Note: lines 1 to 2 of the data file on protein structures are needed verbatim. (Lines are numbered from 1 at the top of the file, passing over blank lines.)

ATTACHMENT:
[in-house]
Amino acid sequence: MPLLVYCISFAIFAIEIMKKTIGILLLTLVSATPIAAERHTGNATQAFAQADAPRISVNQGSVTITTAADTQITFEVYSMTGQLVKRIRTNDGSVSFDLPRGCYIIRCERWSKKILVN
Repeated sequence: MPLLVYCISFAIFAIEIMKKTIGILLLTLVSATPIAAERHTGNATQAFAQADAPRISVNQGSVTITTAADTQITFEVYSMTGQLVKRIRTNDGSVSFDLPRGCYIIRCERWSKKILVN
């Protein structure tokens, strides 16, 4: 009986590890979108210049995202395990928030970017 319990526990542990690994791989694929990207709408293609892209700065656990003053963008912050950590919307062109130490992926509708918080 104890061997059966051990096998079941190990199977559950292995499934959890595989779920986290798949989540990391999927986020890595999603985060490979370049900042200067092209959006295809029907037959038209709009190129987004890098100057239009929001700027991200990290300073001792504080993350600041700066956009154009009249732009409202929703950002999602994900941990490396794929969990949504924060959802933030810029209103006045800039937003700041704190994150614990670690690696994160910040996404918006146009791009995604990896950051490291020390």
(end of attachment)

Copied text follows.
[in-house]
Amino acid sequence: MPLLVYCISFAIFAIEIMKKTIGILLLTLVSATPIAAERHTGNATQAFAQADAPRISVNQGSVTITTAADTQITFEVYSMTGQLVKRIRTNDGSVSFDLPRGCYIIRCERWSKKILVN